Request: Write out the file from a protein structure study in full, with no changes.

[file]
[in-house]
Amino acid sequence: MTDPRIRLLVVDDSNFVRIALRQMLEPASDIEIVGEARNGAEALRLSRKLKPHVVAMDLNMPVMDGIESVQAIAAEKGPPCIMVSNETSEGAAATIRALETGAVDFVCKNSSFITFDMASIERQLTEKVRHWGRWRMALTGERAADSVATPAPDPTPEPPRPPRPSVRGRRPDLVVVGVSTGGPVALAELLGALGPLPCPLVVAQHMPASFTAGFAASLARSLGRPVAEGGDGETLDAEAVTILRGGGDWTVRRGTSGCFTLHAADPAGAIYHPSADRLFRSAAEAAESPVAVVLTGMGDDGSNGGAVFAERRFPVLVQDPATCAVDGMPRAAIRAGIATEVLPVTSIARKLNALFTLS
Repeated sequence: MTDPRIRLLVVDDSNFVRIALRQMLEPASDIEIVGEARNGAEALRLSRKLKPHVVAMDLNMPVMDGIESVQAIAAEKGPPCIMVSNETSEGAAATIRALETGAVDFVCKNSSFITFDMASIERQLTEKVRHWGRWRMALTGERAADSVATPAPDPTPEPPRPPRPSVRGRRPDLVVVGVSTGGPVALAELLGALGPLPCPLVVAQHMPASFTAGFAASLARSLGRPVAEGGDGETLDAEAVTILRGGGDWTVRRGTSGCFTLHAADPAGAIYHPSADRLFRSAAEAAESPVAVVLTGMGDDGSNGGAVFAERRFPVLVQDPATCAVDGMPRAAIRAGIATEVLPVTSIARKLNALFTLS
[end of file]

[in-house]
Amino acid sequence: MTDPRIRLLVVDDSNFVRIALRQMLEPASDIEIVGEARNGAEALRLSRKLKPHVVAMDLNMPVMDGIESVQAIAAEKGPPCIMVSNETSEGAAATIRALETGAVDFVCKNSSFITFDMASIERQLTEKVRHWGRWRMALTGERAADSVATPAPDPTPEPPRPPRPSVRGRRPDLVVVGVSTGGPVALAELLGALGPLPCPLVVAQHMPASFTAGFAASLARSLGRPVAEGGDGETLDAEAVTILRGGGDWTVRRGTSGCFTLHAADPAGAIYHPSADRLFRSAAEAAESPVAVVLTGMGDDGSNGGAVFAERRFPVLVQDPATCAVDGMPRAAIRAGIATEVLPVTSIARKLNALFTLS
Repeated sequence: MTDPRIRLLVVDDSNFVRIALRQMLEPASDIEIVGEARNGAEALRLSRKLKPHVVAMDLNMPVMDGIESVQAIAAEKGPPCIMVSNETSEGAAATIRALETGAVDFVCKNSSFITFDMASIERQLTEKVRHWGRWRMALTGERAADSVATPAPDPTPEPPRPPRPSVRGRRPDLVVVGVSTGGPVALAELLGALGPLPCPLVVAQHMPASFTAGFAASLARSLGRPVAEGGDGETLDAEAVTILRGGGDWTVRRGTSGCFTLHAADPAGAIYHPSADRLFRSAAEAAESPVAVVLTGMGDDGSNGGAVFAERRFPVLVQDPATCAVDGMPRAAIRAGIATEVLPVTSIARKLNALFTLS